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Rock’N’Rugged | Philly Current Magazine – Jonathan Littauer

Rock’N’Rugged | Philly Current Magazine

[This article was originally published in the May/June 2016 Issue of the Philly Current Magazine]

It’s a Friday afternoon, and a light rain drums the roof of the climbing gym. Inside, everyone gradually stops what they’re doing to watch a lone climber ascending the steepest wall the facility has to offer. The thin, long-armed athlete swivels his legs up and out, and hooks his feet onto a small hold above his head. The move is called a ‘bat hang,’ and as he hangs upside-down by his toes, the name suddenly makes sense. A moment later, he lifts his hands up to a hold, rights his body, and continues to pull himself up to the top of the wall, clipping his rope into fixed carabineers as he goes.

This rugged display of athleticism is nothing more than part of an average weekday workout for Jesse Grupper, an acclaimed competitive rock climber and long time member of the Philadelphia Rock Gym (PRG) Climbing Team.

“That was fun,” Jesse, a 19-year-old freshman at Tufts University, says as his belayer lowers him down off the most difficult route on the 60-foot wall. Jesse’s not even breathing hard. He grins at his belayer as he unties from the rope. “What a great move! Thanks for the catch!”

Jesse has been living in the world of competitive climbing for nearly a decade. When it comes to competitions, he took home the gold at three national youth bouldering championships, and placed second at the 2015 IFSC World Youth Championships in Arco, Italy. This winter, he took fourth in the pro division of the Dark Horse series behind some of the biggest names in climbing. And most recently, he placed second in the open category at the Friction Burn, a competition held at PRG, his home gym. And these are just a few highlights from his impressive resume.

But for someone so accomplished, he has a humble and grounded view of both competing and of himself. “In climbing,” he says, “It’s me against myself, and me against the wall. It’s not about who is better than who.” He refers to the mindset as his “no expectations” attitude. “When I have that mentality, I tend to climb my best.”

On days like this, when the rain makes outdoor climbing impossible, Jesse often trains indoors. But only a fraction of Jesse’s actual climbing takes place inside. On a recent trip to West Virginia’s New River Gorge, he climbed his hardest outdoor line to date, a route called Still Life, which has a rating of 5.14b. In the climbing world, that rating causes jaws to drop. But when discussing the climb – an achievement that other elite climbers might let go their heads – Jesse instead grows quiet.

“Climbing has taught me so much about life,” he says as he gets ready to belay his climbing partner. “Every time I step up to a wall, I’m putting my life at risk. I have to overcome my fear. The fear of heights. The fear of failing, the fear of falling. I have to learn how to trust in myself and to trust in others.” In his spare time, Jesse uses an online blog to reflect on the lessons he has learned from his competitions and his climbing trips. These posts have titles like ‘How Lucky We Are To Fall,’ ‘Nature vs The Proper Soul,’ and ‘The Benefits of an Injury.’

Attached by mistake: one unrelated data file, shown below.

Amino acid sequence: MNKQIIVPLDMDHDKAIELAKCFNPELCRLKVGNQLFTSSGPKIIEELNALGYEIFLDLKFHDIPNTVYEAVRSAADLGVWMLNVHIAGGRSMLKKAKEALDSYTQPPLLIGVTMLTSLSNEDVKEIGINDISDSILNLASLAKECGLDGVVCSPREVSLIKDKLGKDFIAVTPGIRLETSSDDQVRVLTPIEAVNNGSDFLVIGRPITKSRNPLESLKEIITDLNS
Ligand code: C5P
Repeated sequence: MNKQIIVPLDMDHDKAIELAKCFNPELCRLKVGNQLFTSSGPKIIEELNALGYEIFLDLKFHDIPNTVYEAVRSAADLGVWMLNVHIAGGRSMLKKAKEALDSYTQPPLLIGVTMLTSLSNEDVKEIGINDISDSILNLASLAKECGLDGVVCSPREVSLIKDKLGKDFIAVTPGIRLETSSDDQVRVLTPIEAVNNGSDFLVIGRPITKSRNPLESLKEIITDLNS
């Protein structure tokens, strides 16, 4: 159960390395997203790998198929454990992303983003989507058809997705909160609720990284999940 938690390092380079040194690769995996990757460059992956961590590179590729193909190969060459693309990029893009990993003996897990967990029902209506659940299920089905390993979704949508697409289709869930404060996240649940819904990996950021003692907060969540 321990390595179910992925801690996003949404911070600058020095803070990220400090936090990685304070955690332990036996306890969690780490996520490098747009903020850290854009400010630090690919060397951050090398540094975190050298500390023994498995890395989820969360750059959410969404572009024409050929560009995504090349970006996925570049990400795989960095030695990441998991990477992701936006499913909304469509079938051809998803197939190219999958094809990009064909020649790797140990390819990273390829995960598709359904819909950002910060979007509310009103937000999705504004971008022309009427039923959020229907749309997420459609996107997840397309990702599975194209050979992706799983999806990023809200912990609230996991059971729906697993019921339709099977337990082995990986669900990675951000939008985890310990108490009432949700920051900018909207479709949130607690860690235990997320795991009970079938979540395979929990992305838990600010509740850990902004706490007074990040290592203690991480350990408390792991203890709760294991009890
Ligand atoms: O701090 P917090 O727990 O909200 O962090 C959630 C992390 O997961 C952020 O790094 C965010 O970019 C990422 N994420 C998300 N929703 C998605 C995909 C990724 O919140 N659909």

He pauses for a moment to focus on his teammate, and shouts encouraging words up to her as she climbs. Once she’s finished the climb and they’ve untied the rope, he gives her a high five, and then turns back to continue his explanation. “One of things I love about climbing,” he says, “Is that there’s always this sense of friendly camaraderie. It’s like we’re all banned together to combat this epic, natural force – the rock. We love seeing each other sending hard routes and succeeding. We’re always cheering each other on.”

Even though he is at school up in New England, Jesse is still coached by Randi Goldberg of Philadelphia Rock Gym – his coach of nearly ten years – and he still competes as part of the PRG climbing team. He trains four days a week, making sure that one day each week is a ‘fun day.’ “When it’s climbing, they’re all fun days, really,” he admits with a smile. And now that Jesse is out of the youth circuit himself, he has even started coaching a local youth team himself.

When asked what we can expect from Jesse Grupper, he shrugs, and instead of talking about upcoming competitions or hard outdoor routes, he simply says that he has two exams on Monday that he still needs to study for – Astronomy and Calculus. But then he flashes his characteristic grin. “What I really want to get out of [climbing],” he says, “Is an experience. I believe that reminding myself of this essential truth will give me the “no expectations” attitude that will allow me to perform my best.”

And that’s the way it is for Jesse. The sky above the top of the crag is truly the limit for this Philly Climber. And we know that wherever his climbing may take him, it’s bound to be accompanied by positivity, insightful reflection, and an endless supply of cheerful grins.